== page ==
Continuing our symposium on the trial of Dominic Ongwen and the prosecution of child soldiers, Adam Branch joins JiC for this piece on how the Ongwen trial fits within the dominant narratives of the war. Adam is a Lecturer in the Department of Politics and International Studies at the University of Cambridge. He is author of Displacing Human Rights: War and Intervention in Northern Uganda (Oxford, 2011) and Africa Uprising: Popular Protest and Political Change (Zed, 2015; co-authored with Zachariah Mampilly). From 2011-2014, he was Senior Research Fellow at the Makerere Institute of Social Research in Kampala, Uganda.
Every international criminal trial is a contest between competing narratives constructed by the prosecution and the defense, between contrasting histories and the moral and political judgments made of the actors in those histories.
The Ongwen trial, of course, has received notoriety because of an inescapable tension that has produced precisely such contrasting narratives: Ongwen’s status as a so-called “victim-perpetrator.” The defense, in an effort to absolve Ongwen of the very possibility of criminal responsibility, has focused on the first part of the dichotomy, while the prosecution, fearful of having the ground swept out from under the trial of anyone who could be cast, even in part, as a victim, has emphasized the second.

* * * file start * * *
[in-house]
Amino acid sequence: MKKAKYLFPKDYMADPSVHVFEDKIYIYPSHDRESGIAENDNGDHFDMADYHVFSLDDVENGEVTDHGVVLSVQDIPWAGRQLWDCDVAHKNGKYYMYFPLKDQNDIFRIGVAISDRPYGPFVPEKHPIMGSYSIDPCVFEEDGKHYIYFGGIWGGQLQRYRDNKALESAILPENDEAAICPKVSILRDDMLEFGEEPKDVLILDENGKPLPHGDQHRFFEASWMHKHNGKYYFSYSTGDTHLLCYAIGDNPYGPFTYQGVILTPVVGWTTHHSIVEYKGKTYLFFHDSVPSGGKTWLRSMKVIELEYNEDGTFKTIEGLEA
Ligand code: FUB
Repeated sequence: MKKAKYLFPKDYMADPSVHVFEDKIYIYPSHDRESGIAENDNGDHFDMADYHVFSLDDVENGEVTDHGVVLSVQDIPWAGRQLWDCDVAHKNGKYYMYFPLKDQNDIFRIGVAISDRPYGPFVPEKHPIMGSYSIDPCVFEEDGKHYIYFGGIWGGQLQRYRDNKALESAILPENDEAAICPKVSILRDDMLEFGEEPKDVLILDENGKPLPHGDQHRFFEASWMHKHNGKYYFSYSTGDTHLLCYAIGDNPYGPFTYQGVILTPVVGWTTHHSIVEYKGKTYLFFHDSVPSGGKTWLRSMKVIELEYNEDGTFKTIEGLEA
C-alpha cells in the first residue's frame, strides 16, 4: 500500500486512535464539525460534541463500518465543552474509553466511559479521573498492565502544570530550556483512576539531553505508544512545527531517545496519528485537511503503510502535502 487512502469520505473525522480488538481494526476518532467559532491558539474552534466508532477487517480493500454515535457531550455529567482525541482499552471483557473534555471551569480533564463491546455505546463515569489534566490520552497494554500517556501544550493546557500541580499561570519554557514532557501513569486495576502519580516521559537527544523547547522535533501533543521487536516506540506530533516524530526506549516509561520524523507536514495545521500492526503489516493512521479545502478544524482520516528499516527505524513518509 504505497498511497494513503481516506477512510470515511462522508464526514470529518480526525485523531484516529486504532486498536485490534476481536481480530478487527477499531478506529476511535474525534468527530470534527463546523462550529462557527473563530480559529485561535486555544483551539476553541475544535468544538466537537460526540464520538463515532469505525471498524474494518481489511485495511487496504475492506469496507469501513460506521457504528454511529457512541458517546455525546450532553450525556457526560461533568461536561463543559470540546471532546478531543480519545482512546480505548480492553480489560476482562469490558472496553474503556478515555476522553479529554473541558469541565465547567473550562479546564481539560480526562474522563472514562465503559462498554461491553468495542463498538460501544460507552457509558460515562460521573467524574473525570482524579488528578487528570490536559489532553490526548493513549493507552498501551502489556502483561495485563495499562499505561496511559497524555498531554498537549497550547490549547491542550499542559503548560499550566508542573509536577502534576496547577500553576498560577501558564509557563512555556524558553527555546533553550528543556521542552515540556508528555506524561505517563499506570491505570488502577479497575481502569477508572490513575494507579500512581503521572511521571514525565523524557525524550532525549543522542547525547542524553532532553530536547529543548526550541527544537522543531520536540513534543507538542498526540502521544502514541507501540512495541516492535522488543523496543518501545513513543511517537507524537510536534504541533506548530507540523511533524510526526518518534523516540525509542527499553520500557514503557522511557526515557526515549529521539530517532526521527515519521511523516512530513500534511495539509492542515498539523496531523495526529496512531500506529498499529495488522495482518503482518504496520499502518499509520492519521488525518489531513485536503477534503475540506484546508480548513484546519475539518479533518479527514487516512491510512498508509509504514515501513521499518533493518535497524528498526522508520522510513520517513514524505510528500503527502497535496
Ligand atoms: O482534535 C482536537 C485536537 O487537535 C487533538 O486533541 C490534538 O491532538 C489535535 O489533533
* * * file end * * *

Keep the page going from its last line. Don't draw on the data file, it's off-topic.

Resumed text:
Here, I turn to another pair of contrasting narratives espoused by the prosecution and defense: their divergent portrayals of the violence used during the war. These narratives can illuminate unexpected possibilities for justice arising from the trial, I believe, irrespective of what the final decision is concerning Ongwen’s guilt or innocence.
When the ICC first got involved in northern Uganda in the mid-2000s, there was already a firmly established discourse on the conflict. According to this dominant narrative, the LRA was, in a word, ‘‘bizarre,’’ and LRA violence defied understanding. LRA motivations were summed up in the endlessly iterated declaration that the rebels had “no clear political agenda but want the country governed in accordance with the Ten Commandments.” The Ugandan government, for its part, was portrayed as waging a desperate struggle against the LRA in a well-intentioned, though short-handed, effort to protect civilians. And so the government’s violent counterinsurgency was cast unambiguously as humanitarian and rational, the LRA’s violence as inhuman and beyond comprehension.